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My standard go-to for troubleshooting anything with the Teams desktop client is to reproduce the issue in the web client. When I loaded up their web browser (Chrome), went to teams.microsoft.com, and used the Meet Now option, the camera and mic went live straightaway. I then decided to try it in Edge, but this time, I was met with a permissions message:
teams.microsoft.com wants to use your camera - Select Allow to let Microsoft Teams use your mic and camera for calls and meetings on this browser.
After I set the permissions to Allow, I was able to test that Teams worked in Edge, as well as in Chrome. I was then able to continue troubleshooting Teams in the Windows app.
This led me to wonder whether there was a policy option in Edge that I could set to automatically allow the camera and microphone for certain websites (Teams or other apps), and there is.
By creating the registry keys AudioCaptureAllowedURLs and VideoCaptureAlllowedURLs, we can add a string property to contain the URL of the site we wish to allow access to the camera and microphone without prompting the user.
By running the following commands in PowerShell, we can set the following policies:
New-Item HKLM:\SOFTWARE\Policies\Microsoft\Edge\AudioCaptureAllowedUrls New-Item HKLM:\SOFTWARE\Policies\Microsoft\Edge\VideoCaptureAllowedUrls New-ItemProperty HKLM:\SOFTWARE\Policies\Microsoft\Edge\AudioCaptureAllowedUrls -name 1 -value "https://teams.microsoft.com" -propertyType String New-ItemProperty HKLM:\SOFTWARE\Policies\Microsoft\Edge\VideoCaptureAllowedUrls -name 1 -value "https://teams.microsoft.com" -propertyType String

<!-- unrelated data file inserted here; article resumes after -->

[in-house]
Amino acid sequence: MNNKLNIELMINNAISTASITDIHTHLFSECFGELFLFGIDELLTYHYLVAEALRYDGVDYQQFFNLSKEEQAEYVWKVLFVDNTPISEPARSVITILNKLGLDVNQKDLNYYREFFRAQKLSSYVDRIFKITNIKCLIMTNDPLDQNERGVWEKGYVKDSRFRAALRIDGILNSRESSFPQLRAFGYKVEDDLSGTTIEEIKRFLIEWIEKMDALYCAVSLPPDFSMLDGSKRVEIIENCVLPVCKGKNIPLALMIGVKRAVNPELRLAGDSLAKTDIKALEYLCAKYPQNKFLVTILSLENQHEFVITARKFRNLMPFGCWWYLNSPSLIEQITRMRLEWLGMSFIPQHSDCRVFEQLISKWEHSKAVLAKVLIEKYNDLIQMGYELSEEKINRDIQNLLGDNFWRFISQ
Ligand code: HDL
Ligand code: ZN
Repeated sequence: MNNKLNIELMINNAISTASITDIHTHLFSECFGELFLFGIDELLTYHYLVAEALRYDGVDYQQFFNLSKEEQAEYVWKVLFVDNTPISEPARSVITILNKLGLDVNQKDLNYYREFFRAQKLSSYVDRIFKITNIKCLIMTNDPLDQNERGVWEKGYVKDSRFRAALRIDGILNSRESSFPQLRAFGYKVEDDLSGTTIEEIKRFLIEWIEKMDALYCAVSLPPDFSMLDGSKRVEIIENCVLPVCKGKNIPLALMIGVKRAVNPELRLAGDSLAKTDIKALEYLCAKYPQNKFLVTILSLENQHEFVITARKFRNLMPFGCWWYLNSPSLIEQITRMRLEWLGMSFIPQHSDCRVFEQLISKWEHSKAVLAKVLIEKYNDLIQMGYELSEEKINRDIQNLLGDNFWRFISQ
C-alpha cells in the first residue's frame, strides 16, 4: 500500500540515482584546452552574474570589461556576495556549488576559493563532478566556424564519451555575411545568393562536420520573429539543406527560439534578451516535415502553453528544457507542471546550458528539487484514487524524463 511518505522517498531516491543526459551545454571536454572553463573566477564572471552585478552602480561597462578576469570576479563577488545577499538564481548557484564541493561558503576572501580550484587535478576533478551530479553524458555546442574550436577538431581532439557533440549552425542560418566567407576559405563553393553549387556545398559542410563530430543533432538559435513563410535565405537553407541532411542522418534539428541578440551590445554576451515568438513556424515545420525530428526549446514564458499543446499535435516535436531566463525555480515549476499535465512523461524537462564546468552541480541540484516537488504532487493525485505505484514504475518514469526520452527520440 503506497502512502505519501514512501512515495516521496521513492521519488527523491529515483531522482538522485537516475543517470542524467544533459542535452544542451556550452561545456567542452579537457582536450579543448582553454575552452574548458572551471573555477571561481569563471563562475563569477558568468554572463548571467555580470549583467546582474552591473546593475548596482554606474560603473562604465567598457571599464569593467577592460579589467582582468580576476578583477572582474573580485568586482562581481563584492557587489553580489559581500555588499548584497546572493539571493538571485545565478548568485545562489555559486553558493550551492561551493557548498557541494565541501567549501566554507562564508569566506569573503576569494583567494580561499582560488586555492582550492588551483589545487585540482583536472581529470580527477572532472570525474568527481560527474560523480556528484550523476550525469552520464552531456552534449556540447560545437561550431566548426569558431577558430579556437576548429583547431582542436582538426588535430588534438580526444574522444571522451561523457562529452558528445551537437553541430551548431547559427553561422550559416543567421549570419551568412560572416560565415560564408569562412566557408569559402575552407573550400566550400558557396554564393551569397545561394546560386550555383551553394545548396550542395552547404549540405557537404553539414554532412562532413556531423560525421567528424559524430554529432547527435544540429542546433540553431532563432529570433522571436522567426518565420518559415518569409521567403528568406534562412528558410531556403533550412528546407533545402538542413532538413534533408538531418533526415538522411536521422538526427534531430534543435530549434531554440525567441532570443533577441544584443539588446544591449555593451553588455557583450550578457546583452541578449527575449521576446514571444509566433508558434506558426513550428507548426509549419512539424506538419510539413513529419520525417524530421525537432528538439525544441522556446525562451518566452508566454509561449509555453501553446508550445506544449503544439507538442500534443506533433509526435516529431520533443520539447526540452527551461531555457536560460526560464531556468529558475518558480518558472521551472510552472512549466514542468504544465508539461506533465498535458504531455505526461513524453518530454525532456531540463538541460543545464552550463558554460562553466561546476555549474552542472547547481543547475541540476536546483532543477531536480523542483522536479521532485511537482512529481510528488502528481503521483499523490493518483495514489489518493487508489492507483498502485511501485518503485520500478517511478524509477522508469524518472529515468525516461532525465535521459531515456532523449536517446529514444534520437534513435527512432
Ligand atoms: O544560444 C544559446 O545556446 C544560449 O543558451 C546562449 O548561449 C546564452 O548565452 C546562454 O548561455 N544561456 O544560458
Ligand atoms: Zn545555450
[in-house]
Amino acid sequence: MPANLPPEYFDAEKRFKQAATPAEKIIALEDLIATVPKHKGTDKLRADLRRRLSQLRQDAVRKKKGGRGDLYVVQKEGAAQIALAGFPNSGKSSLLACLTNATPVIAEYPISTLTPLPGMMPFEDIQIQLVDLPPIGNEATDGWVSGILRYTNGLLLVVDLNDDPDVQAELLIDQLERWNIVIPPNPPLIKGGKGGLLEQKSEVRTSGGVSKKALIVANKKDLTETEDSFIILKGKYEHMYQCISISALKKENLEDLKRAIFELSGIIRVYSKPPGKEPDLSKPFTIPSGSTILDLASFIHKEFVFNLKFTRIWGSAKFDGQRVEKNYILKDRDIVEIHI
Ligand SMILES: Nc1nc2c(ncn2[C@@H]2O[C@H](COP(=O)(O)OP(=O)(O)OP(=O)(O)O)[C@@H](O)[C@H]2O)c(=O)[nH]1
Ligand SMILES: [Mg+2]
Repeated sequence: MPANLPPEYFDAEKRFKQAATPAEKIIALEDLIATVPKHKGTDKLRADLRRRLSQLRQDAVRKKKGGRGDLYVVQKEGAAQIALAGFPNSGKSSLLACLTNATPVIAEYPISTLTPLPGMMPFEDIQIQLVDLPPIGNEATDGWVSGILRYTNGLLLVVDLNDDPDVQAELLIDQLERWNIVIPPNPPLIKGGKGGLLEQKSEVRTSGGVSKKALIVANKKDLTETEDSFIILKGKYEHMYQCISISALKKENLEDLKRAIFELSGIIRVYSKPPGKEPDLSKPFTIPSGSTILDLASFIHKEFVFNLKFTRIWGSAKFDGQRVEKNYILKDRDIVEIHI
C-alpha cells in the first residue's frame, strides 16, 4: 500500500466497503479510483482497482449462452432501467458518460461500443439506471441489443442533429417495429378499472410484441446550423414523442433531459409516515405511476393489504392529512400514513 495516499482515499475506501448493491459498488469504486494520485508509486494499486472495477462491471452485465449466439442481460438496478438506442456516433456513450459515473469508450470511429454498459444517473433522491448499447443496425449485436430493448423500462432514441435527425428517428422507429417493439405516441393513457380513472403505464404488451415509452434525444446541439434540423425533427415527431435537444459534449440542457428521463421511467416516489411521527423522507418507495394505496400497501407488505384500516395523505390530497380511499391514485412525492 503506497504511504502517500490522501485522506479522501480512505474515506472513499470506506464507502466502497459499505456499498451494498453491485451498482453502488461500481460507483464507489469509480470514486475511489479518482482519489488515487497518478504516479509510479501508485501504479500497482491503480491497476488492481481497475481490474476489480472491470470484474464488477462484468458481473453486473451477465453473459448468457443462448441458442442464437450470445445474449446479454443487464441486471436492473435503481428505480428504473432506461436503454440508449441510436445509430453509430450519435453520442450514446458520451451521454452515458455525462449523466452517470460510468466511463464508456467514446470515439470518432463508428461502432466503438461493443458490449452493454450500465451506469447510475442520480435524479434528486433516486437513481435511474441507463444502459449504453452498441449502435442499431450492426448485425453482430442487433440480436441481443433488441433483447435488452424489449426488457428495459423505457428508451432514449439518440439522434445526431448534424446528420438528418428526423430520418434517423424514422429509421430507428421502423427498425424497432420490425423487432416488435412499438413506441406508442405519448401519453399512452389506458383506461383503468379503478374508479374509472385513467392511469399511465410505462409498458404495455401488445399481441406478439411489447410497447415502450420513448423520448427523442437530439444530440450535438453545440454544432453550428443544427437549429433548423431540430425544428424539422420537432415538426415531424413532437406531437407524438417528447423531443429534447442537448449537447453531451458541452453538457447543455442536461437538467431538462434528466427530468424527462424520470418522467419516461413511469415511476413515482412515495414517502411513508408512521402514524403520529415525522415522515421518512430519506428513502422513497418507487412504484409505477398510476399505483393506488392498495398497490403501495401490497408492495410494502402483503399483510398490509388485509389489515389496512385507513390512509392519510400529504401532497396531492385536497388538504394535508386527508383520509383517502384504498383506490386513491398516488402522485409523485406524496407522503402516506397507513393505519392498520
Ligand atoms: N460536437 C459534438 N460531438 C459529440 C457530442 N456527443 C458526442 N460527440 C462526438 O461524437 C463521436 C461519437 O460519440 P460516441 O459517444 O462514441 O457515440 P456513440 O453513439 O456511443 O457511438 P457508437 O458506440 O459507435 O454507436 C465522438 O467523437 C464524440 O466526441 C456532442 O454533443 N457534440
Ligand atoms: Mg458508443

We do not need to change any other settings, and all that is required is to refresh the policy in Edge.
Setting only the URL rather than the default permission retains the default, which asks the user to allow access to the microphone and camera while managing the permission for the sites you wish.
If you have other sites to add, they should have their names incremented by 1, so if we wanted to add 3cx.co.uk as an allowed site, the name for the property would be 2. This follows the same logic that managed extensions use.
Once the policy is applied, you can view it in the edge://policy section. If you go to the Site permissions section, you will see it is managed.
Now, we can combine the above with the option to install Teams as a web app and remove the problematic desktop client altogether.
Load up https://teams.microsoft.com. Then click the Edge menu icon, and click to expand the Apps item.
On the next screen, you can add an app name. Then click Install.
Teams will now reload as a web app. You can set the relevant options.
You can also deploy a web app using the Edge policy, but the options for shortcuts and pinning to the Start menu and the taskbar are limited.
More info on that is available here.
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